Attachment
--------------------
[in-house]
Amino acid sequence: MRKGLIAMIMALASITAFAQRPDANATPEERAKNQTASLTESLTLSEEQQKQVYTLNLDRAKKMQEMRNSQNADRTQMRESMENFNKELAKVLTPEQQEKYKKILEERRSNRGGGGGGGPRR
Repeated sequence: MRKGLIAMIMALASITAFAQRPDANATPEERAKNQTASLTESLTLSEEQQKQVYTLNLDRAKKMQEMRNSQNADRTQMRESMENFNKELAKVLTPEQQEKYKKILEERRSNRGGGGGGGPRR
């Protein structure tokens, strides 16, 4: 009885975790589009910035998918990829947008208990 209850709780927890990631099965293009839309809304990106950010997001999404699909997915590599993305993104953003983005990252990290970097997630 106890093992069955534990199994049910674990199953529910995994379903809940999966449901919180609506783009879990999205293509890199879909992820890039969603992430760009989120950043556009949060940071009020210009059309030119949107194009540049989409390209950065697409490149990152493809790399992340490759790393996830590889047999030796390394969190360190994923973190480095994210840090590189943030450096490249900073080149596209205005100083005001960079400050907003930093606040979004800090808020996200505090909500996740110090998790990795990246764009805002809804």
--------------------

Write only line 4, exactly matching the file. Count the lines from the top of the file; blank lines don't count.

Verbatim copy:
């Protein structure tokens, strides 16, 4: 009885975790589009910035998918990829947008208990 209850709780927890990631099965293009839309809304990106950010997001999404699909997915590599993305993104953003983005990252990290970097997630 106890093992069955534990199994049910674990199953529910995994379903809940999966449901919180609506783009879990999205293509890199879909992820890039969603992430760009989120950043556009949060940071009020210009059309030119949107194009540049989409390209950065697409490149990152493809790399992340490759790393996830590889047999030796390394969190360190994923973190480095994210840090590189943030450096490249900073080149596209205005100083005001960079400050907003930093606040979004800090808020996200505090909500996740110090998790990795990246764009805002809804």